shooting for the moon the space race

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Shooting for the Moon The Space Race. Power point created by Robert L. Martinez Primary Content Source: All the People by Joy Hakim Images as cited. - PowerPoint PPT Presentation


  • Shooting for the Moon The Space RacePower point created by Robert L. MartinezPrimary Content Source: All the People by Joy HakimImages as cited.

  • It was an outrageous idea, to expect to leave the earths atmosphere and make it to the moon, especially in the same century that people had first learned to fly.

  • We might not have tried it at all if it hadnt been for Russia. When the Russians sent a satellite into space, called Sputnik, we couldnt believe it.

  • We Americans had the idea that we were better than others. It was a kind of national arrogance. We arent better or smarter than other people.

  • Russias Sputnik got us energized. We didnt want our communist foes to take over space.Soviet control room

  • Then, in April 1961, the Russians sent a man rocketing into space. His name was Yuri Gagarin.

  • The United States had a space agency, NASA , but we were behind the Russians, and we couldnt stand the idea.Photograph provided by Robert L. MartinezCoach Martinez

  • Photographed by Robert L. MartinezVehicle Assembly Building,Kennedy Space Center, Florida

  • President John F. Kennedy made a speech announcing our intention to put a man on the moon before the decade is out. We were off on a space race.

  • This moon trip became the will of a nation. It took the talent of thousands of brains, it took the lives of some astronauts (who were killed in explosive misfires). White, Grissom, and Chaffee

  • The first step toward the moon was flight into space. Alan B. Shepard was squeezed into a spacesuit in a space capsule just big enough to hold him. Texan Alan Shepard

  • This was the Mercury project, named for the swift messenger of the ancient Roman gods. (The space craft was named Freedom 7).

  • The first American manned flight into space lasted 15 minutes.

  • The Mercury flights, there were 6 of them, were an important first step. One Mercury flight lasted 34 hours. Original Mercury Astronauts

  • Next came the Gemini program, named for twin stars. They were two-manned flights intended to test docking techniques.

  • Gemini connected with a target vehicle, named Agena. The spacecraft touched noses and clamped themselves together in space.

  • The Gemini astronauts walked outside the capsule in space suits, into outer space, but with a cord that firmly tied them to their ship.Photographed by Robert L. Martinez



  • On the morning of July 16,1969, five months before President Kennedys deadline of the end of the decade, the sun was bright and the skies were clear at Cape Canaveral on Floridas east coast.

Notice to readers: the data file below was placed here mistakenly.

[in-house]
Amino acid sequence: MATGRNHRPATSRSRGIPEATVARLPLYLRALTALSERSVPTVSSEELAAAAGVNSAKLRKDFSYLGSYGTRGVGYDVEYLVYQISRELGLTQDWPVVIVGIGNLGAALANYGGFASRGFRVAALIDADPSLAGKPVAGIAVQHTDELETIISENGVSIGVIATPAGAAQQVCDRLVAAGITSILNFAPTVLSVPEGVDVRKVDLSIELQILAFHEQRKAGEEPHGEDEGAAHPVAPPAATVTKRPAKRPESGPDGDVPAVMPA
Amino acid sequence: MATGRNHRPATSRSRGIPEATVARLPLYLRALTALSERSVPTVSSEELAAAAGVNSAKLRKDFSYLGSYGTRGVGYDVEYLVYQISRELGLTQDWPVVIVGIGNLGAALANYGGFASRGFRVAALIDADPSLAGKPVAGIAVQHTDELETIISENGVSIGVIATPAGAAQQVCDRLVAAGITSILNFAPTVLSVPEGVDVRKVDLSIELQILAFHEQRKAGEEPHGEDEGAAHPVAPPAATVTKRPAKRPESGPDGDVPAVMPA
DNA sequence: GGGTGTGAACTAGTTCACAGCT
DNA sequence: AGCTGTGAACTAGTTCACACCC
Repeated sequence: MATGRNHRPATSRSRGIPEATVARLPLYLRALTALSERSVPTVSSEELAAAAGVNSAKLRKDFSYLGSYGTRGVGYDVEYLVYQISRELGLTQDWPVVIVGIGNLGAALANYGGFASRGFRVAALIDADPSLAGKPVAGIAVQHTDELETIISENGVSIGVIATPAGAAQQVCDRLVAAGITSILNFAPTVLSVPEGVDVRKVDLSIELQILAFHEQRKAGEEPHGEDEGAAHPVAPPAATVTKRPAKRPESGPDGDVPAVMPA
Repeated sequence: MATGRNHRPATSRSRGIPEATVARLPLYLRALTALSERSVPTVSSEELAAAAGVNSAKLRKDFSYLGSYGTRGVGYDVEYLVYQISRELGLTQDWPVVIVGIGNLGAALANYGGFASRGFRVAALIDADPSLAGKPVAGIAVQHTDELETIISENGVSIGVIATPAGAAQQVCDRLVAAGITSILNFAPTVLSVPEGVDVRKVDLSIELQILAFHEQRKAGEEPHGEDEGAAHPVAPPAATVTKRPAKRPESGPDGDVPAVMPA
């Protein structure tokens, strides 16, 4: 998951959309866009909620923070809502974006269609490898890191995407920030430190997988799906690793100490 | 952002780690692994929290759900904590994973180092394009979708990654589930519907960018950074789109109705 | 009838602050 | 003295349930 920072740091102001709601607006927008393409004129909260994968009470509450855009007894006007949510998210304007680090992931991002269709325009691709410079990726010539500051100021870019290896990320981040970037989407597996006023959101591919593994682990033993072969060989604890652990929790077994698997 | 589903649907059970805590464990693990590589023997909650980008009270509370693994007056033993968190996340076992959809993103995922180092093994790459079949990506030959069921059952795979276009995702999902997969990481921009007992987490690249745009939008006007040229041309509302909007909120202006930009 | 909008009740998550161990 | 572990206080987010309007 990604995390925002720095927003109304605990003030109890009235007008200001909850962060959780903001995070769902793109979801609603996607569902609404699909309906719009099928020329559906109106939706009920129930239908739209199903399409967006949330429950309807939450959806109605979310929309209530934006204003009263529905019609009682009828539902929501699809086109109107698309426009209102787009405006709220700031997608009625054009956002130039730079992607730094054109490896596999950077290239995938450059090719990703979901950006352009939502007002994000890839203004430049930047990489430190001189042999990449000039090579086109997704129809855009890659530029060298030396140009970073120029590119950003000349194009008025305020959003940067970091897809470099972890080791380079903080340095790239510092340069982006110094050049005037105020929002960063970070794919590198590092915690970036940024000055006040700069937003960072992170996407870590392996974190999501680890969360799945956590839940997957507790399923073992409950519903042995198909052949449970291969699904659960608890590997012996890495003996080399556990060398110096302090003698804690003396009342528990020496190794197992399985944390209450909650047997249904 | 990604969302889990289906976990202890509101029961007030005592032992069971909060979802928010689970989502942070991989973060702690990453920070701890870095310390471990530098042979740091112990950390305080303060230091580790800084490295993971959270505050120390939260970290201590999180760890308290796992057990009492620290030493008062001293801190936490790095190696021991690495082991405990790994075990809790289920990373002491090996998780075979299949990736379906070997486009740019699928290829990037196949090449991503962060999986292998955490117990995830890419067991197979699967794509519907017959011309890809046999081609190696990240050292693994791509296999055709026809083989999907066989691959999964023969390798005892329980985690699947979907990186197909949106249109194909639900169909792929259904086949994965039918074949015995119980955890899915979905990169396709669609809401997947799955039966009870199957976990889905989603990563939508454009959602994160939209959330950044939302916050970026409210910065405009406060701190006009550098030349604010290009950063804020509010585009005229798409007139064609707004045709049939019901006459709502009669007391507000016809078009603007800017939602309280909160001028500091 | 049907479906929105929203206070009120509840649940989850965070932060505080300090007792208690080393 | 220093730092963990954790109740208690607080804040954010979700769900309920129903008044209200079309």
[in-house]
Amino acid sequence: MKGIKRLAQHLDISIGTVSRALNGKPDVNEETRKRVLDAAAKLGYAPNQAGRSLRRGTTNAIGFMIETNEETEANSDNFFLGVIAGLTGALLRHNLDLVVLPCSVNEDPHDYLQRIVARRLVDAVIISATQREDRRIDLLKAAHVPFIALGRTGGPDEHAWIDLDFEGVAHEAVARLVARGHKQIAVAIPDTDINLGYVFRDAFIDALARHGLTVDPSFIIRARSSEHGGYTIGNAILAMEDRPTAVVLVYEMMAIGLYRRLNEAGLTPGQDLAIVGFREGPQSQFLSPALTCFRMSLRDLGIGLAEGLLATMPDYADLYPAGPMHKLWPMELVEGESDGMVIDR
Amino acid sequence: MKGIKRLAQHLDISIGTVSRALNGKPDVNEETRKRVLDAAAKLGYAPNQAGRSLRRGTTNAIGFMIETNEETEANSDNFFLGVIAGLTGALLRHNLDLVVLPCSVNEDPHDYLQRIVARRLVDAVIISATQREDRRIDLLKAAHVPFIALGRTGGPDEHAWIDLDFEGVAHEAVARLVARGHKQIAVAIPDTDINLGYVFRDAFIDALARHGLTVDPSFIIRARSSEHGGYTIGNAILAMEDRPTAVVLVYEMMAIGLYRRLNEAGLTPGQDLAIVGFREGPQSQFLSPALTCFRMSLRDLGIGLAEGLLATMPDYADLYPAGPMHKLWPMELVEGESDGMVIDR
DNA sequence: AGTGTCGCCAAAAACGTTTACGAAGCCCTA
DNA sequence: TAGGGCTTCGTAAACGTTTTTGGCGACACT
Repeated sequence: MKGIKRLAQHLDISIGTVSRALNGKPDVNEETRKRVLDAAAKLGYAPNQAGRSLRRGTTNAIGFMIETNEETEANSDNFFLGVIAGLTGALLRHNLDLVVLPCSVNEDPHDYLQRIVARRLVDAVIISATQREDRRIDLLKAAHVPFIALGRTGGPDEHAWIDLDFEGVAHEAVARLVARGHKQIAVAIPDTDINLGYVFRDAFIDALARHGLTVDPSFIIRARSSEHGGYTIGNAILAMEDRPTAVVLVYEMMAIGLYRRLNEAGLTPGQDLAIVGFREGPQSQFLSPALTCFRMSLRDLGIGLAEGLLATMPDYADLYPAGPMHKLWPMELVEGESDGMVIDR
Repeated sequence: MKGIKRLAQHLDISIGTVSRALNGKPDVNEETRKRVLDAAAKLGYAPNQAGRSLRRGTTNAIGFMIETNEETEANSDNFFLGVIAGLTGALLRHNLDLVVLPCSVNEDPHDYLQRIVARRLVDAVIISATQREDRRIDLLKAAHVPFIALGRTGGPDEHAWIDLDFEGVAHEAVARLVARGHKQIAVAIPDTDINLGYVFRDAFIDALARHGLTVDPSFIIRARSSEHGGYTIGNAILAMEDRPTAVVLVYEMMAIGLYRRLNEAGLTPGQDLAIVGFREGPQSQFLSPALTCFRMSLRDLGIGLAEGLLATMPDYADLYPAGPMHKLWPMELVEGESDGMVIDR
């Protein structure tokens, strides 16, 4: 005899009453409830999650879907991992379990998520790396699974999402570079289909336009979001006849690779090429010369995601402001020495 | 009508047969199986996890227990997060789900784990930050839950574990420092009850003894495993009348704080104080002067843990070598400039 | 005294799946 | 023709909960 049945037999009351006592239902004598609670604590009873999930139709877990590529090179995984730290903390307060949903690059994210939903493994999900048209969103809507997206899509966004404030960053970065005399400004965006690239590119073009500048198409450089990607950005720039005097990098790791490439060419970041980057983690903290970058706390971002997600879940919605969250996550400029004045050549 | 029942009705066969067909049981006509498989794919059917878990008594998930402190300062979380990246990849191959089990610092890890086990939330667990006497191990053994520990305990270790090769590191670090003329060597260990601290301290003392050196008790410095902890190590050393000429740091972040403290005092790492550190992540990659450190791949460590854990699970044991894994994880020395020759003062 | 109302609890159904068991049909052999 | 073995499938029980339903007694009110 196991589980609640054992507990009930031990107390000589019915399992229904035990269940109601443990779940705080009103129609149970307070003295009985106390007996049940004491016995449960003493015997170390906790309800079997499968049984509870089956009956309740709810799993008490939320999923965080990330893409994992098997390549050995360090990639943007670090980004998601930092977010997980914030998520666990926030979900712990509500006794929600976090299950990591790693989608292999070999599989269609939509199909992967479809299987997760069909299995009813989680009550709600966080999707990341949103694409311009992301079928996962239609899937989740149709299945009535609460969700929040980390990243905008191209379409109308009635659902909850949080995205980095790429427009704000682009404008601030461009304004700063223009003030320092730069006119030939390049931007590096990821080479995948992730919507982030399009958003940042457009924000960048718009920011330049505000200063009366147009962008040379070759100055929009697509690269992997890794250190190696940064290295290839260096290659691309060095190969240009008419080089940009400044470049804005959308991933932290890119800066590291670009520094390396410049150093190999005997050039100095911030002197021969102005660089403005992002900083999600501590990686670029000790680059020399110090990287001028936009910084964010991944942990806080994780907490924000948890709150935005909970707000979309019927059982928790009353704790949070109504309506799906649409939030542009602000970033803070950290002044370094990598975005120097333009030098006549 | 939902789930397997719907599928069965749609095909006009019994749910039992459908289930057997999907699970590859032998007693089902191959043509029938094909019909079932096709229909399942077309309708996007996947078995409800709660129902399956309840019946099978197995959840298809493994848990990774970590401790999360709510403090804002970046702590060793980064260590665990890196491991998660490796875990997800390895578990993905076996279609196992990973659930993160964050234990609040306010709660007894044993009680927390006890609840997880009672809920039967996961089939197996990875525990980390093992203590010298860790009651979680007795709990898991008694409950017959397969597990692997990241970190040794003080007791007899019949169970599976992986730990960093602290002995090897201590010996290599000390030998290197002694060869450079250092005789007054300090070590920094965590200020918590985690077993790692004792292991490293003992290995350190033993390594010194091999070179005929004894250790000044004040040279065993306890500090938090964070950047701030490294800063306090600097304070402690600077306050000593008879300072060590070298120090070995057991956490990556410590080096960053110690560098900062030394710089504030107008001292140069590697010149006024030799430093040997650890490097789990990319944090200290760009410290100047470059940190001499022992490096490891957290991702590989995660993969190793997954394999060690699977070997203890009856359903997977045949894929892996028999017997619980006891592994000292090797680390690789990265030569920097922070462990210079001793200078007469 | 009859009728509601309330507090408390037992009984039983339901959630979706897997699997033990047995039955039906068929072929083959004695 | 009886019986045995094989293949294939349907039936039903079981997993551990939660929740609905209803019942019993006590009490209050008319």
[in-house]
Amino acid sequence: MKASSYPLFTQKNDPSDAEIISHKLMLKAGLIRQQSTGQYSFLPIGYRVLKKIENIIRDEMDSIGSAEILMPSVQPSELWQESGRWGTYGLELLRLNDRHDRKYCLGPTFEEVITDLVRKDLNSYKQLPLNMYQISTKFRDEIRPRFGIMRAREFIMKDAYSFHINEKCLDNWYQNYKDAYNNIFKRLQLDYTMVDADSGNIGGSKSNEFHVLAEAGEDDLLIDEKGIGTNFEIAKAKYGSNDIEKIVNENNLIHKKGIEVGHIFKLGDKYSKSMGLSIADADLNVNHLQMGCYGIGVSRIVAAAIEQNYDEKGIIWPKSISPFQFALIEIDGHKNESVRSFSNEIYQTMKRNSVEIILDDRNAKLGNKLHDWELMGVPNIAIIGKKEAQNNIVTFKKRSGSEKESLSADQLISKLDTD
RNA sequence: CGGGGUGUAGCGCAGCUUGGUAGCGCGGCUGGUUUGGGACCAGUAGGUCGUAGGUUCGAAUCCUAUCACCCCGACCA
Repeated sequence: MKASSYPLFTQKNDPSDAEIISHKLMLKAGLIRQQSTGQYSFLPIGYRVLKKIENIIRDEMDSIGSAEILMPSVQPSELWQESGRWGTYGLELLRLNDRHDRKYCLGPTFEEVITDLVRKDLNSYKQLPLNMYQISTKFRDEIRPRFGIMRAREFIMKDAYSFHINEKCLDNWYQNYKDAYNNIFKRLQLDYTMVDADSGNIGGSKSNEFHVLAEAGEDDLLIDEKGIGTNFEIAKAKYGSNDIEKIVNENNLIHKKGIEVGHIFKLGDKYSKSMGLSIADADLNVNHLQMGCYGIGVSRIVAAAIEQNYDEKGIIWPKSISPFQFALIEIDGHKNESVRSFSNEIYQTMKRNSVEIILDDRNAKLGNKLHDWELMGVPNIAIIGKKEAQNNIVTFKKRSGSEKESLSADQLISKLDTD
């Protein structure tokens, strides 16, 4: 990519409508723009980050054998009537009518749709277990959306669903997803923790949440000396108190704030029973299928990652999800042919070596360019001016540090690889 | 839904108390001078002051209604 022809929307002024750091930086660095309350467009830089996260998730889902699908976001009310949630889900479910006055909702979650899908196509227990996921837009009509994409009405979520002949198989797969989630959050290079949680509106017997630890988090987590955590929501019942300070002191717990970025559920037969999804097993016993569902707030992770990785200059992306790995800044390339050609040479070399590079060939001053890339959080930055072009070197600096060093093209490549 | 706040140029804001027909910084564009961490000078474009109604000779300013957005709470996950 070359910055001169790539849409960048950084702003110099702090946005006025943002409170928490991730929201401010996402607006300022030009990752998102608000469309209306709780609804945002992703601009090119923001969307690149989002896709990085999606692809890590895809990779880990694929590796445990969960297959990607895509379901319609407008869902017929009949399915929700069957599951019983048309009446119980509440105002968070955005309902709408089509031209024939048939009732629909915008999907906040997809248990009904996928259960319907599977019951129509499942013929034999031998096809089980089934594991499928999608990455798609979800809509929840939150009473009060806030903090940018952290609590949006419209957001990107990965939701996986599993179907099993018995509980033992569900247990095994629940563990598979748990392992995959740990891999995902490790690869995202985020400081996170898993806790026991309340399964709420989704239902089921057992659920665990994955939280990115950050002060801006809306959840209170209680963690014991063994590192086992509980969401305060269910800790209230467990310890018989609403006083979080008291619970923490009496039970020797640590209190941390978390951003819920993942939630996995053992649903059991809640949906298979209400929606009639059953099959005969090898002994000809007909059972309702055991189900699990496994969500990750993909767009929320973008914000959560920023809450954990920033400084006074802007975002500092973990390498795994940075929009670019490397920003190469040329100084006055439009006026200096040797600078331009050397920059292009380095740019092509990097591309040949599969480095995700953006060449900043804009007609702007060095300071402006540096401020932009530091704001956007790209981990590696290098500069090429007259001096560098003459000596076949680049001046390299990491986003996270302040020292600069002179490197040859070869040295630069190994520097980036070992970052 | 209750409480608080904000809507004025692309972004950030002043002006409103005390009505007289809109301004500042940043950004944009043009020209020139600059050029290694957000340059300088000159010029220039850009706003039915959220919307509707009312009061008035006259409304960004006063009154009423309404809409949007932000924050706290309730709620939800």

• Some 8,000 people were packed into a special viewing area; others jammed nearby roads and beaches to view the launching of Apollo 11.

  • Nearby, three men sat strapped elbow to elbow inside a narrow capsule on top of a Saturn rocket that stood as tall as a 30-story building.

  • Photograph taken by Robert L. Martinez

  • Neil Armstrong, a civilian pilot, was in the left seat. Some said he was the nations best jet test pilot.

  • Edwin Aldrin sat in the middle. Everyone called him by his school nickname, Buzz. Some of his scientific ideas had gone into this mission.

  • Michael Collins, another air force officer and test pilot, was to pilot the command ship, which would orbit the moon while the other two men descended to the lunar surface in the landing vehicle.

  • Photographed by Robert L. Martinez

  • The rocket, named Saturn V, belched fire and its own billowing clouds, lifted off, and seemed to rise slowly.

  • But that was just an illusion, after two and a half minutes Saturn V was 41 miles above Earth. It was traveling at 5,400 mph when its first stage fell away.

  • Mission Control, Kennedy Space Center, FloridaPhotographed by Robert L. Martinez


  • The next stage took the astronauts 110 miles above Earth, carrying them at 14,000 mph, and was jettisoned (dropped away).

  • The third stage got them to 17,000 mph. they were now weightless and orbiting the earth. It was only 17 minutes after liftoff.

  • After they had circled the globe twice, the third-stage engine fired the ship away from Earths orbit. It would take three days to get to the moon.










  • Television took us into space and then put us on the rocky, craggy, pockmarked moon. When the two men stepped out of the landing vehicle, we were there.

  • It was an American spaceship, but it was a world event.


  • Neil Armstrong stepped onto the moons crunchy soil and said, One small step for man, one giant leap for mankind. It was an understatement.


  • The view from the moon was of one Earth, it was not one of small, separate nations.

  • Photograph provided by Robert L. MartinezAustin Renee Martinezchecking out the Lunar Rover.

  • Life sized mock-up of Space ShuttleKennedy Space Center, Florida 1996.

    Coach Martinez

  • Space Shuttle on Launching Pad, Summer 2007Photographed by Robert L. MartinezCoach Martinez


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